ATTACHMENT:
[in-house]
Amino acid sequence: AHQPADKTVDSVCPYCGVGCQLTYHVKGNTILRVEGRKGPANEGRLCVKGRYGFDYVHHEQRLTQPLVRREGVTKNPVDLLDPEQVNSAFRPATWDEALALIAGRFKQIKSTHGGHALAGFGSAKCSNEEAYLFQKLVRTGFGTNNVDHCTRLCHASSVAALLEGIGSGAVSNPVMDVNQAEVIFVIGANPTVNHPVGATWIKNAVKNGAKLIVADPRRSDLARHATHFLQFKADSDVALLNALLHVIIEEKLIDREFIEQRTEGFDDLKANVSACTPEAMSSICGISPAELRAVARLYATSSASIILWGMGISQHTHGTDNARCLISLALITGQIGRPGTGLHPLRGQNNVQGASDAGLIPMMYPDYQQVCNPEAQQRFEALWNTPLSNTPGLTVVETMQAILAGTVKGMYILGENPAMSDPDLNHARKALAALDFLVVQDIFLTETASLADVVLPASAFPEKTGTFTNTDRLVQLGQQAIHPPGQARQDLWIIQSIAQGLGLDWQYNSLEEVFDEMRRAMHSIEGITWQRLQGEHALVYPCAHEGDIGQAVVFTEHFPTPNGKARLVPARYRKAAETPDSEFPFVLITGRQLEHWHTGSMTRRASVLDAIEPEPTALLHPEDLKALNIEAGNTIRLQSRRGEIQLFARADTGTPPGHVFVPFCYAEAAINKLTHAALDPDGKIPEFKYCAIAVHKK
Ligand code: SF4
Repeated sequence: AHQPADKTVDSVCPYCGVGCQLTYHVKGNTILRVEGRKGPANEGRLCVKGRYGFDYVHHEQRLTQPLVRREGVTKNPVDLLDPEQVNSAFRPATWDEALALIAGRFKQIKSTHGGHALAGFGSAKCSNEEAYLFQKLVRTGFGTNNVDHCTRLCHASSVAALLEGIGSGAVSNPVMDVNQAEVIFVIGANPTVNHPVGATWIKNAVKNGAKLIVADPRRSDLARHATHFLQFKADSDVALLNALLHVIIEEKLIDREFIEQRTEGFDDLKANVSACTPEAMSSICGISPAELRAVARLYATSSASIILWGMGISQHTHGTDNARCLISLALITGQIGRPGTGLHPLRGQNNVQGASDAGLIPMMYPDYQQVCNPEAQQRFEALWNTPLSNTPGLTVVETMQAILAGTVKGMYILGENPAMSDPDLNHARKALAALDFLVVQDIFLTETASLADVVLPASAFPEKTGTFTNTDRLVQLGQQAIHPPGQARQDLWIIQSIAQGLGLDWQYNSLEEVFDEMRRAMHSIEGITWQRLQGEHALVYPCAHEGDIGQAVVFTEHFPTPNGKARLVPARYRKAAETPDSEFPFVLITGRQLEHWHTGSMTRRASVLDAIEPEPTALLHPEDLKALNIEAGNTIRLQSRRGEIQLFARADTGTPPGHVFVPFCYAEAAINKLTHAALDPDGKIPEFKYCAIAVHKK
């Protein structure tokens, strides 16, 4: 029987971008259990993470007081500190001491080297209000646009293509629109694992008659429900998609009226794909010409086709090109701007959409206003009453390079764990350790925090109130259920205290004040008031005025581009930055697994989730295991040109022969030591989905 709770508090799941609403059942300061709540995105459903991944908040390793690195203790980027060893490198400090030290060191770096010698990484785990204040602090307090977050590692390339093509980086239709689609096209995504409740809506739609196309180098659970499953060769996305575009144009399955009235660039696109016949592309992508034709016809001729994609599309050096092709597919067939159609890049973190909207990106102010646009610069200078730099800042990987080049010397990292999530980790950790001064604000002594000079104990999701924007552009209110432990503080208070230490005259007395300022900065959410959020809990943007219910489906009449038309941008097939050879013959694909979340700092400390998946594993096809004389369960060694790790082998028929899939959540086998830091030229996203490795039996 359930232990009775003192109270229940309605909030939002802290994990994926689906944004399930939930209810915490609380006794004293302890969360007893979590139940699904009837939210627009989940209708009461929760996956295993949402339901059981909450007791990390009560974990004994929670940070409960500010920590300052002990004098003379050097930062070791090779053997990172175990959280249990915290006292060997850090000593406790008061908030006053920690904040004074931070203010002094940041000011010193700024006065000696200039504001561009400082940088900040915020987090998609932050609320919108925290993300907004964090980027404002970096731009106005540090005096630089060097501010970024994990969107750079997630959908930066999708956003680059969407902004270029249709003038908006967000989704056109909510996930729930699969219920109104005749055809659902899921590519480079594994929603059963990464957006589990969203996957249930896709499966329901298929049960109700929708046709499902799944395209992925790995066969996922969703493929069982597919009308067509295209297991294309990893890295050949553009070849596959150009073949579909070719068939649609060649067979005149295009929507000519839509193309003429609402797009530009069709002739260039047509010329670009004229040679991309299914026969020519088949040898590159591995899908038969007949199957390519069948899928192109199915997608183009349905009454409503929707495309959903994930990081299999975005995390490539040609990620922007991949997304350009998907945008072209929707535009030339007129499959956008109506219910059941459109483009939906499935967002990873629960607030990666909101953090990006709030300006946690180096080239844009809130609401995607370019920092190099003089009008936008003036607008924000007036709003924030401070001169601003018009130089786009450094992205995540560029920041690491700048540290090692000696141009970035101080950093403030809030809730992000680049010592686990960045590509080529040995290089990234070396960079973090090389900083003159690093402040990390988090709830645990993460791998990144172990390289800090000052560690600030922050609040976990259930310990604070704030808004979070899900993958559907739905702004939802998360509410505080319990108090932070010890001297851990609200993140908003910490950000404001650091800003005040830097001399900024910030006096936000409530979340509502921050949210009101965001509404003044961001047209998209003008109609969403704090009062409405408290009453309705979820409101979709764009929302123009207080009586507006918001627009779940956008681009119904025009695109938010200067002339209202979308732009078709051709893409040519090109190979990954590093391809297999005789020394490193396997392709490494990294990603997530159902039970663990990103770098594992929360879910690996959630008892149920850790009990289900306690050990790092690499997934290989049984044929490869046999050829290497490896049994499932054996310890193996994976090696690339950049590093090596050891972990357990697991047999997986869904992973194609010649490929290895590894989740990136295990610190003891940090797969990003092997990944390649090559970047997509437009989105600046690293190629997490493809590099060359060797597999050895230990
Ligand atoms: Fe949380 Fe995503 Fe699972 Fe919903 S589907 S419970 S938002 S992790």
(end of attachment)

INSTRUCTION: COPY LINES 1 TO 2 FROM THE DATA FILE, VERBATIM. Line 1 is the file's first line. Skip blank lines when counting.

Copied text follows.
[in-house]
Amino acid sequence: AHQPADKTVDSVCPYCGVGCQLTYHVKGNTILRVEGRKGPANEGRLCVKGRYGFDYVHHEQRLTQPLVRREGVTKNPVDLLDPEQVNSAFRPATWDEALALIAGRFKQIKSTHGGHALAGFGSAKCSNEEAYLFQKLVRTGFGTNNVDHCTRLCHASSVAALLEGIGSGAVSNPVMDVNQAEVIFVIGANPTVNHPVGATWIKNAVKNGAKLIVADPRRSDLARHATHFLQFKADSDVALLNALLHVIIEEKLIDREFIEQRTEGFDDLKANVSACTPEAMSSICGISPAELRAVARLYATSSASIILWGMGISQHTHGTDNARCLISLALITGQIGRPGTGLHPLRGQNNVQGASDAGLIPMMYPDYQQVCNPEAQQRFEALWNTPLSNTPGLTVVETMQAILAGTVKGMYILGENPAMSDPDLNHARKALAALDFLVVQDIFLTETASLADVVLPASAFPEKTGTFTNTDRLVQLGQQAIHPPGQARQDLWIIQSIAQGLGLDWQYNSLEEVFDEMRRAMHSIEGITWQRLQGEHALVYPCAHEGDIGQAVVFTEHFPTPNGKARLVPARYRKAAETPDSEFPFVLITGRQLEHWHTGSMTRRASVLDAIEPEPTALLHPEDLKALNIEAGNTIRLQSRRGEIQLFARADTGTPPGHVFVPFCYAEAAINKLTHAALDPDGKIPEFKYCAIAVHKK